Grand Inquisitor

Deborah Solomon thinks there are no stupid questions, just stupid answers.

Deborah Solomon thinks there are no stupid questions, just stupid answers.

Writers and statesmen might have trotted out the same worn talking point thousands of times before, but Deborah Solomon isn't interested. She isn't interested in hearing allegedly intelligent people endlessly expound without actually saying anything. Solomon, 49, is the author of The New York Times Magazine's weekly "Questions For" interview. Over the past three years, she has become an expert at forcing her subjects, ranging from the French philosopher Jean Baudrillard to Homeland Security Secretary Michael Chertoff, to say something.Solomon is the author of two books (including a biography of Jackson Pollock), and for many years worked as an art critic for the Times. Her latest assignment began after a 2003 interview with Frank Gehry, in which he scoffed at the idea of submitting a design for rebuilding Ground Zero because the $40,000 fee was too low for an architect of his caliber. "The piece got a ton of mail and my editors thought I had a gift for this," she says. "It was a complete mistake. I think I'm curious. But isn't everyone curious?"\n\n\n
I don't see interviewing as an art form....At best, it is a minor art form, like bartending, or macramé.
Despite believing that what she does requires little skill ("I don't see interviewing as an art form. … At best, it's a minor art form, like bartending, or macramé."), she consistently gets her subjects to cut through their publicity goals to some more valuable truth. Solomon makes every effort to get to that truth because, as she says, "most of the statements that people utter are thoroughly unexamined and probably deserve a little more discussion."Sometimes her subject isn't interested in having such a discussion. New York gubernatorial candidate Bill Weld, for instance, hung up on her. "I called right back. I said, ‘You can't do that.'" It's easy to see how, compared to Brit Hume pitching softballs to the president in prime time, Solomon can seem like a bulldog interviewer-but she says she doesn't mean to get in people's faces. "I have a longing to understand, and if someone says something and it makes no sense, I want to know what they're trying to say. I'm not trying to take them down."For Solomon, interviewing is a simple process. She doesn't plan questions in advance. She sits down with people, asks about their opinions, and listens. If their answers don't make sense, she asks more questions. She doesn't understand why employing such a simple formula has marked her as one of the toughest interviews around. "We're living in a culture of spin, and I'm not just going to nod my head in agreement to everything someone says to me," she says. "I ask people to think thoroughly when they're speaking to me, and to make sense. Is that tough?"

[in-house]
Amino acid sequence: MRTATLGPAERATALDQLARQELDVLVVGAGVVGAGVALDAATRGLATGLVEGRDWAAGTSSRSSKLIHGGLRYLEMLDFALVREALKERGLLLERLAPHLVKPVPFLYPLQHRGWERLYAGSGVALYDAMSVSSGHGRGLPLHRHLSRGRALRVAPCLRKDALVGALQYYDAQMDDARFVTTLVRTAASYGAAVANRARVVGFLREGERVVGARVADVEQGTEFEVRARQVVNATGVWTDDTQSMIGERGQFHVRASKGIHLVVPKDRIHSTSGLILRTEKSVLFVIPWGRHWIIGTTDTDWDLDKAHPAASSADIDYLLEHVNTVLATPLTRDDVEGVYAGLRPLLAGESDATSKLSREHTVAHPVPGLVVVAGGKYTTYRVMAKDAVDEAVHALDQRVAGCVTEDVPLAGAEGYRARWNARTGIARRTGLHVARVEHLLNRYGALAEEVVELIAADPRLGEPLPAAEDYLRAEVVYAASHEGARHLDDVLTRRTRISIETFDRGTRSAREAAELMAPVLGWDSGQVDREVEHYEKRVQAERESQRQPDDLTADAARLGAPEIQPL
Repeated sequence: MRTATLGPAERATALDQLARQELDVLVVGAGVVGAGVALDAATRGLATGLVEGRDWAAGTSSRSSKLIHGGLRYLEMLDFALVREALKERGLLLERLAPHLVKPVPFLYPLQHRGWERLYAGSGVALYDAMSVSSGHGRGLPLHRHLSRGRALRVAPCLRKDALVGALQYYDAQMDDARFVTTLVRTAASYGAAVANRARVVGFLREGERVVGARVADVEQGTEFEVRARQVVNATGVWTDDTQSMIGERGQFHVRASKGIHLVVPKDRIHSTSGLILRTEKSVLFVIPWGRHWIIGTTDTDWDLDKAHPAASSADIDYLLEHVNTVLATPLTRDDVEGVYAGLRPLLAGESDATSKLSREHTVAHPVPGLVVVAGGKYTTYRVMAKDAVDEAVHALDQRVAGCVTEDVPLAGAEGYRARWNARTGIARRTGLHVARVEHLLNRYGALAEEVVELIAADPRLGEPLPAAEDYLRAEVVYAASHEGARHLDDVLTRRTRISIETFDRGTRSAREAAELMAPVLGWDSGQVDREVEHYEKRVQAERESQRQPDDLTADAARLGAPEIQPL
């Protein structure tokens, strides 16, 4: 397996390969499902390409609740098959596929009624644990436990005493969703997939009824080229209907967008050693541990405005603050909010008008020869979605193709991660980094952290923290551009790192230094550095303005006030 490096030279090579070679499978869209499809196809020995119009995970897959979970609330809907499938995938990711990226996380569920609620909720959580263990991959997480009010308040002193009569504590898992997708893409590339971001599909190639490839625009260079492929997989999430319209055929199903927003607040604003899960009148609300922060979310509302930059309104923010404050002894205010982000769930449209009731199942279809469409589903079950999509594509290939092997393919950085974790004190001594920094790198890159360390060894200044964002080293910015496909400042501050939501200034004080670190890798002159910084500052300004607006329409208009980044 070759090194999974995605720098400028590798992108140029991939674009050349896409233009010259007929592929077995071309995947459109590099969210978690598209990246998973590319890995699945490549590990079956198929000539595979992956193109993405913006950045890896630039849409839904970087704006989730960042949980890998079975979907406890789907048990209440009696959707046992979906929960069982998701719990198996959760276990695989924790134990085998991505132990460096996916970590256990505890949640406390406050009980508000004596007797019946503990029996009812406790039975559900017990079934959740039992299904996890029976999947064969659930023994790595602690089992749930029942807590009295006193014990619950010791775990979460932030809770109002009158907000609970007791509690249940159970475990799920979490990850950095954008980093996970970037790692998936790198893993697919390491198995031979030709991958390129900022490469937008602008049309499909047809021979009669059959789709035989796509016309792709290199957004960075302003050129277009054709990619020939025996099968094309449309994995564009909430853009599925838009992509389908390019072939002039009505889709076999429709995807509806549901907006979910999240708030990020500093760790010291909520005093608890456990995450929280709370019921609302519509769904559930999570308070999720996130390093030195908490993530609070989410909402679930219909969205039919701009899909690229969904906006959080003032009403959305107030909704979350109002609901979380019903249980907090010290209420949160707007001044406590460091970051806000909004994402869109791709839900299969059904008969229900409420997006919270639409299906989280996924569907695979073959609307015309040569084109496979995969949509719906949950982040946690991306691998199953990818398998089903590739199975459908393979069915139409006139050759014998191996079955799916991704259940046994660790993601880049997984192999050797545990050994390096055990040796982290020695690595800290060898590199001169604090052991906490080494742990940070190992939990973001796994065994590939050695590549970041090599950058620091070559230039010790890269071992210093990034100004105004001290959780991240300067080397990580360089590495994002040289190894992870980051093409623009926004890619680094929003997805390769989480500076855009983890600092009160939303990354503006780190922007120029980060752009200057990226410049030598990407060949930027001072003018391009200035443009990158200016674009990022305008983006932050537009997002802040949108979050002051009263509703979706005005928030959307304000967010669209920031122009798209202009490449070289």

Julian Meehan

Young leaders from around the world are gathering at the United Nations Headquarters in New York Saturday to address arguably the most urgent issue of our time. The Youth Climate Summit comes on the heels of an international strike spearheaded by Greta Thunberg, the 16-year-old climate activist from Sweden, who arrived in New York via emissions-free sailboat earlier this month.

Translated from Swedish, "berg" means "mountain," so it may feel fated that a young woman with Viking blood in her veins and summit in her name would be at the helm. But let's go out on a limb and presume Thunberg, in keeping with most activists, would chafe at the notion of pre-ordained "destiny," and rightly so. Destiny is passive — it happens to you. It's also egomaniacal. Change, on the other hand, is active; you have to fight. And it is humble. "We need to get angry and understand what is at stake," Thunberg declared. "And then we need to transform that anger into action."